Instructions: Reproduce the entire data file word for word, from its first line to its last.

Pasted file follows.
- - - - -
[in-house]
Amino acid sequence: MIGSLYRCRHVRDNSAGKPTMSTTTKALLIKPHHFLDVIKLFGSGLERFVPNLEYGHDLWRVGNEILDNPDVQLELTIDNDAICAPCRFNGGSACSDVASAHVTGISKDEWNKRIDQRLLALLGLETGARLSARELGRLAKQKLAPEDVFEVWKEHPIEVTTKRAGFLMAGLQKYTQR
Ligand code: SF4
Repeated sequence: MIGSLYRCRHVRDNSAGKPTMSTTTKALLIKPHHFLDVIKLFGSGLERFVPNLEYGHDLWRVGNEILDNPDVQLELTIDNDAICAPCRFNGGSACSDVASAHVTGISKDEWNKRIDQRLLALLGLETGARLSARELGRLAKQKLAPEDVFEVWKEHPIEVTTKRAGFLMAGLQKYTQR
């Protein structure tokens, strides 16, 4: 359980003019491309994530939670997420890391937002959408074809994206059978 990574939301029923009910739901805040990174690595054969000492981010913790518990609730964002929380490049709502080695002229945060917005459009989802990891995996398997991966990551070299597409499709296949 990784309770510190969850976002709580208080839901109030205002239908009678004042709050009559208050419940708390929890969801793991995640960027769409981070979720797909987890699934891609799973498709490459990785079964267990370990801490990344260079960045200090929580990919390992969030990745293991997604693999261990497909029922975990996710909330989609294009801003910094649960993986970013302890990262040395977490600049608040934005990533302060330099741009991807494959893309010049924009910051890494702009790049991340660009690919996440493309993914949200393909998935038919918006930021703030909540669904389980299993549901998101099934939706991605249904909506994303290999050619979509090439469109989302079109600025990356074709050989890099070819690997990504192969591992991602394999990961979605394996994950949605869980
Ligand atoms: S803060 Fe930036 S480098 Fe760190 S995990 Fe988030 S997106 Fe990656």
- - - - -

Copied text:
[in-house]
Amino acid sequence: MIGSLYRCRHVRDNSAGKPTMSTTTKALLIKPHHFLDVIKLFGSGLERFVPNLEYGHDLWRVGNEILDNPDVQLELTIDNDAICAPCRFNGGSACSDVASAHVTGISKDEWNKRIDQRLLALLGLETGARLSARELGRLAKQKLAPEDVFEVWKEHPIEVTTKRAGFLMAGLQKYTQR
Ligand code: SF4
Repeated sequence: MIGSLYRCRHVRDNSAGKPTMSTTTKALLIKPHHFLDVIKLFGSGLERFVPNLEYGHDLWRVGNEILDNPDVQLELTIDNDAICAPCRFNGGSACSDVASAHVTGISKDEWNKRIDQRLLALLGLETGARLSARELGRLAKQKLAPEDVFEVWKEHPIEVTTKRAGFLMAGLQKYTQR
């Protein structure tokens, strides 16, 4: 359980003019491309994530939670997420890391937002959408074809994206059978 990574939301029923009910739901805040990174690595054969000492981010913790518990609730964002929380490049709502080695002229945060917005459009989802990891995996398997991966990551070299597409499709296949 990784309770510190969850976002709580208080839901109030205002239908009678004042709050009559208050419940708390929890969801793991995640960027769409981070979720797909987890699934891609799973498709490459990785079964267990370990801490990344260079960045200090929580990919390992969030990745293991997604693999261990497909029922975990996710909330989609294009801003910094649960993986970013302890990262040395977490600049608040934005990533302060330099741009991807494959893309010049924009910051890494702009790049991340660009690919996440493309993914949200393909998935038919918006930021703030909540669904389980299993549901998101099934939706991605249904909506994303290999050619979509090439469109989302079109600025990356074709050989890099070819690997990504192969591992991602394999990961979605394996994950949605869980
Ligand atoms: S803060 Fe930036 S480098 Fe760190 S995990 Fe988030 S997106 Fe990656």